One of nature’s most intriguing species is the pangolin. It is the size of a small dog, covered in scales with a tail like a dinosaur, powerful claws, a long snout, no teeth and a very long serpentine tongue. Pangolins eat ants, termites, and larvae that they pick up using their sticky tongues. To protect themselves from predators, they will curl into a tight ball and will use their sharp-scaled tails to defend themselves. Worldwide, there are eight species, four in Africa and four in Asia with some species living on the ground and others occurring in trees. Sadly, they are regarded as the most trafficked wild mammals in the world, as they are considered culturally significant in Africa and Asia due to their unique appearance and habits. In 2017, a ban on international commercial trade of all eight species took effect. However, despite this, nearly 70 countries and territories have been involved in the illegal pangolin trade in the last decade. A recent news article details how an undercover sting outwitted pangolin traffickers (https://www.bbc.co.uk/news/world-africa-66375281).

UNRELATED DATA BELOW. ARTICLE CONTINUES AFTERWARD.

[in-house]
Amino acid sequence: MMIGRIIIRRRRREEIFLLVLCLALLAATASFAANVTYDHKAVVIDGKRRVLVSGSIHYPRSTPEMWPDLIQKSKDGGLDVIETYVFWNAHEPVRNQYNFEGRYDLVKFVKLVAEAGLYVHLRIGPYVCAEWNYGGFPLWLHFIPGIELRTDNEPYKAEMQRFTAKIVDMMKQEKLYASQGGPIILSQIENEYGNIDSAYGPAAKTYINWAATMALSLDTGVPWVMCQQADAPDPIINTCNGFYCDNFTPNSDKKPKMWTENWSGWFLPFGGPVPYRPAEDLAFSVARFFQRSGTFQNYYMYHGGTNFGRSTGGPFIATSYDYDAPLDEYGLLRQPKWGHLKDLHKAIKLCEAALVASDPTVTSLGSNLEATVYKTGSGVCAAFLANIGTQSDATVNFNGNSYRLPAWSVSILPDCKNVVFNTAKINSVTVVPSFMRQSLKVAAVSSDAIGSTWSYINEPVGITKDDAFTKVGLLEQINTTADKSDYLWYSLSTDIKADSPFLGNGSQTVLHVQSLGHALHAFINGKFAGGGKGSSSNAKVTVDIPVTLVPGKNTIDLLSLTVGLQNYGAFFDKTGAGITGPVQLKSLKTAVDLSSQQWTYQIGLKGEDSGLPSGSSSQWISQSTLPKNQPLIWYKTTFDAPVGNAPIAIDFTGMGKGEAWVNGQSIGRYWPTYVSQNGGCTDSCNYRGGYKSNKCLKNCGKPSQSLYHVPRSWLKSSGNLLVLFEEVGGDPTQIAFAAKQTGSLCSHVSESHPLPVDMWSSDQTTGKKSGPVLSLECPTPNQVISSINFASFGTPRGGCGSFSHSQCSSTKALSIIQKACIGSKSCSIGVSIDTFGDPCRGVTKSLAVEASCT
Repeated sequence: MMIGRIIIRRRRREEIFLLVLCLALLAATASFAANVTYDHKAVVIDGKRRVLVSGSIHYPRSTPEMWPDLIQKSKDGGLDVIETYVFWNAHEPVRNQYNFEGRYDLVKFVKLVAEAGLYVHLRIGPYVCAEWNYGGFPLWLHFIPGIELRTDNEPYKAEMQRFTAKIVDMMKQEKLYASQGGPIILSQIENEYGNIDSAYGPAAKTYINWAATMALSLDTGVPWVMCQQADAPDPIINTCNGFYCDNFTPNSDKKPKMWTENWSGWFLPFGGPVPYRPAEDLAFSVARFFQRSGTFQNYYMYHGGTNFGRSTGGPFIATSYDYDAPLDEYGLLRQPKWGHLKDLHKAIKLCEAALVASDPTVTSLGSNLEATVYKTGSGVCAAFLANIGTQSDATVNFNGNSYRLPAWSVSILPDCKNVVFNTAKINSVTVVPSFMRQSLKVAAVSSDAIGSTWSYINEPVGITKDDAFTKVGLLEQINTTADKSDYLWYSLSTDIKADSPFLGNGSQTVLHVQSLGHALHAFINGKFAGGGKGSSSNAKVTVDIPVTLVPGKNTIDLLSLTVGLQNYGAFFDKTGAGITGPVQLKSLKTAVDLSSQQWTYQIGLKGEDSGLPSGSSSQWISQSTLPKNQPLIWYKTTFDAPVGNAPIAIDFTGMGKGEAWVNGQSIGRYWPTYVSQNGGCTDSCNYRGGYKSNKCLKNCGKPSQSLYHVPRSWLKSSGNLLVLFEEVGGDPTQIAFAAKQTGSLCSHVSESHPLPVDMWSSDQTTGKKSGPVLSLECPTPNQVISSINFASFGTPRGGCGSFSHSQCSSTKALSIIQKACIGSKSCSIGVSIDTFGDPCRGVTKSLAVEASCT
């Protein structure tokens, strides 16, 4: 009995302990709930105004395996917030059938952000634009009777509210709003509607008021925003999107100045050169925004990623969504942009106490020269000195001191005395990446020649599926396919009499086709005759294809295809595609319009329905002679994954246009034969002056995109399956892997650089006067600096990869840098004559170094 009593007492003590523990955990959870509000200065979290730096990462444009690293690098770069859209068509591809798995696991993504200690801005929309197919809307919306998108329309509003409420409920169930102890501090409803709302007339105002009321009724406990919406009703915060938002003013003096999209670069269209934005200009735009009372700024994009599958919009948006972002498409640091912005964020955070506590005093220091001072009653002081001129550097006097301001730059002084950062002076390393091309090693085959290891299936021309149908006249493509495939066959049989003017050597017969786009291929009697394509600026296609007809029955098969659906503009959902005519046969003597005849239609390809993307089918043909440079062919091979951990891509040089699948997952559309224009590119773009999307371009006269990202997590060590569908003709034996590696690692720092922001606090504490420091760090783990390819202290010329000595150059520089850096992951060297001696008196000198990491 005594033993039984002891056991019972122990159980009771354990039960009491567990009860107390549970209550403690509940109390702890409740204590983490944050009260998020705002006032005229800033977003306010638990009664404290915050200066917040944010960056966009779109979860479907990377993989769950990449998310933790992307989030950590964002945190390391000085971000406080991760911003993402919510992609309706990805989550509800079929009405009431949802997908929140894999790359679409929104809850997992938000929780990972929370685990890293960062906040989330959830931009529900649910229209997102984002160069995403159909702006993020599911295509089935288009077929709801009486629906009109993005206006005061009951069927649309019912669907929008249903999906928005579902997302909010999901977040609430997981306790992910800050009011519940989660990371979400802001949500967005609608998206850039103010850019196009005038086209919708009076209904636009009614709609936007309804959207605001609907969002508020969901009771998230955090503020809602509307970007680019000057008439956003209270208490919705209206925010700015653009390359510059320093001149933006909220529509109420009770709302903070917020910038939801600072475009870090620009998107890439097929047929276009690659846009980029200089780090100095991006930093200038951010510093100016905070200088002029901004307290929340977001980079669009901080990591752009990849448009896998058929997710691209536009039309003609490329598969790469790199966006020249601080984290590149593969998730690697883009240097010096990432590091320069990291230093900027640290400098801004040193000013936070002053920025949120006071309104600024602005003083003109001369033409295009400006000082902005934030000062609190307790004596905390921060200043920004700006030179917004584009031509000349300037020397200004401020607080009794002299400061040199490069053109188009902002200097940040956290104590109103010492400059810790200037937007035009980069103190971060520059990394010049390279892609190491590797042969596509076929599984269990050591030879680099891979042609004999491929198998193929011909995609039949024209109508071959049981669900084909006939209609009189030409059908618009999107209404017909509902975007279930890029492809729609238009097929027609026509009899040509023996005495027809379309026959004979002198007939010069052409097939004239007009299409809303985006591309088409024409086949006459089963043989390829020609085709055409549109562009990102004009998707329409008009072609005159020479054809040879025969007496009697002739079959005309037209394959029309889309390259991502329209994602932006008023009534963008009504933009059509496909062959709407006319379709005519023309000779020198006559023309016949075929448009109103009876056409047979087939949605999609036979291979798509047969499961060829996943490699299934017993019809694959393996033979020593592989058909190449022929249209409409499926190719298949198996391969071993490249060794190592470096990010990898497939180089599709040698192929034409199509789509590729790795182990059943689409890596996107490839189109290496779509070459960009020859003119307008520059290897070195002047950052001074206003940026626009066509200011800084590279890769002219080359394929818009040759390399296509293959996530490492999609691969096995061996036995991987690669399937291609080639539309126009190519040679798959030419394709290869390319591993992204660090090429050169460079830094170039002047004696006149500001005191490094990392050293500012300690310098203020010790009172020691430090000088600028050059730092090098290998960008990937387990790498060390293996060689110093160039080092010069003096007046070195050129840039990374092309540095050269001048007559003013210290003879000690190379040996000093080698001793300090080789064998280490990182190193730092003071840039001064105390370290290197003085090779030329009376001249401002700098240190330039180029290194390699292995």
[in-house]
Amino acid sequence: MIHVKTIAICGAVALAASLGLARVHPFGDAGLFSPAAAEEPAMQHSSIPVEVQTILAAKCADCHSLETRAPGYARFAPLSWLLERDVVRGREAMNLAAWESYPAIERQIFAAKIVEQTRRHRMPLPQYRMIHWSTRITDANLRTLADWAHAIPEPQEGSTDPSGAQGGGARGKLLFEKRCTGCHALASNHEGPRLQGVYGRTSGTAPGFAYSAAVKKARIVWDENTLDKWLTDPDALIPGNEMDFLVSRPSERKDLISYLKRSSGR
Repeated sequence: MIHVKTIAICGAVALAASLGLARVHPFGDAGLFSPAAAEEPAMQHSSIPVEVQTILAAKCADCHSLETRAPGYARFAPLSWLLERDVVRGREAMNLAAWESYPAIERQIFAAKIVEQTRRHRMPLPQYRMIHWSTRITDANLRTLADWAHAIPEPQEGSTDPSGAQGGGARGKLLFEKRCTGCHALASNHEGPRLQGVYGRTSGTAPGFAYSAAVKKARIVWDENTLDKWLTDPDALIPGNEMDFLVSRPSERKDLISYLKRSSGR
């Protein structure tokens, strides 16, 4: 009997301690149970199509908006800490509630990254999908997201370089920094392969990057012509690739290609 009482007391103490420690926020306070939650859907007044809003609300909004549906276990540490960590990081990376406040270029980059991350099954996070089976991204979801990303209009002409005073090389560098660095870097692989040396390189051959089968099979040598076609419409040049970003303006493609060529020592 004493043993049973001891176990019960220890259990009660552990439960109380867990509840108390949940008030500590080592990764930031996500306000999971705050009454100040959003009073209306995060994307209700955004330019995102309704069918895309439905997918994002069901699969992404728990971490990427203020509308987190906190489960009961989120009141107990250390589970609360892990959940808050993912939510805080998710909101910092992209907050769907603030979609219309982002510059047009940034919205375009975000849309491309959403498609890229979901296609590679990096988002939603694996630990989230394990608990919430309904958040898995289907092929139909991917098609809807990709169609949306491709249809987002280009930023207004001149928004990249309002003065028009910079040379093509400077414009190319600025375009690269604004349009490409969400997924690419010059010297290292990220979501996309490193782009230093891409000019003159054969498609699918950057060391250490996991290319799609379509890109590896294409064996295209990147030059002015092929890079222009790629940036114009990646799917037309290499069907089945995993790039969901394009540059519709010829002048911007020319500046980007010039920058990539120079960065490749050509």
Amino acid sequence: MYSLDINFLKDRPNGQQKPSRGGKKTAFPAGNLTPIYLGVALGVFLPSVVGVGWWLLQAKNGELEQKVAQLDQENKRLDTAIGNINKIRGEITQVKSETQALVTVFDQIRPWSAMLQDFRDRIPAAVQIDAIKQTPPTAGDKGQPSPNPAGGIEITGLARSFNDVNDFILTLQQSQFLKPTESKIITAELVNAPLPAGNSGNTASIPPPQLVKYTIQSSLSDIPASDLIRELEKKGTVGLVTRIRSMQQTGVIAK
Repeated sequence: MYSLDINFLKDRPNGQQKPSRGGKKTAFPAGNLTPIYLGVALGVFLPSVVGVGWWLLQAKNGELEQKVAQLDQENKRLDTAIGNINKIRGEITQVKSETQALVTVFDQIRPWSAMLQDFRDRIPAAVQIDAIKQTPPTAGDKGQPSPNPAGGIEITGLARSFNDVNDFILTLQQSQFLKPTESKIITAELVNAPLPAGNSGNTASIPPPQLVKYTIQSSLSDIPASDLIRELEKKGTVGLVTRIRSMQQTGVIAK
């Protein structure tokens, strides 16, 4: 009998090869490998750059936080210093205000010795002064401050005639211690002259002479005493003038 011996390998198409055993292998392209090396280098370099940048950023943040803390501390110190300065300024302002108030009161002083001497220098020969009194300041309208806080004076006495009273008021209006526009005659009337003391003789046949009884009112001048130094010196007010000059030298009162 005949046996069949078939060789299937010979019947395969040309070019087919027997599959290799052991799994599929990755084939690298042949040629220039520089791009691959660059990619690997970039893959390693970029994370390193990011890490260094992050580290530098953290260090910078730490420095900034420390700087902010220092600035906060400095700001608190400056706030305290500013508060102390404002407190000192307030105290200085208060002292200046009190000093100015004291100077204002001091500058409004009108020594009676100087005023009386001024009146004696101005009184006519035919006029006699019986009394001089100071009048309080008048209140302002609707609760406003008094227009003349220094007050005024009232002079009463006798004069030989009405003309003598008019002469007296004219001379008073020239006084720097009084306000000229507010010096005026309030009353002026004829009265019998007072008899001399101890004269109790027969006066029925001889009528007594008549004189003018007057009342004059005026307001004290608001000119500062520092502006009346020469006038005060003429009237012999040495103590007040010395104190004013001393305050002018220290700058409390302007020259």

To learn more about these fascinating creatures check out some books that Dr Desiré Dalton (Lecturer, Teesside University) has contributed to (https://shop.elsevier.com/books/pangolins/challender/978-0-12-815507-3 and http://opus.sanbi.org/jspui/handle/20.500.12143/8591) or have a look at her research (https://pubmed.ncbi.nlm.nih.gov/27510566/ and https://pubmed.ncbi.nlm.nih.gov/28177847/).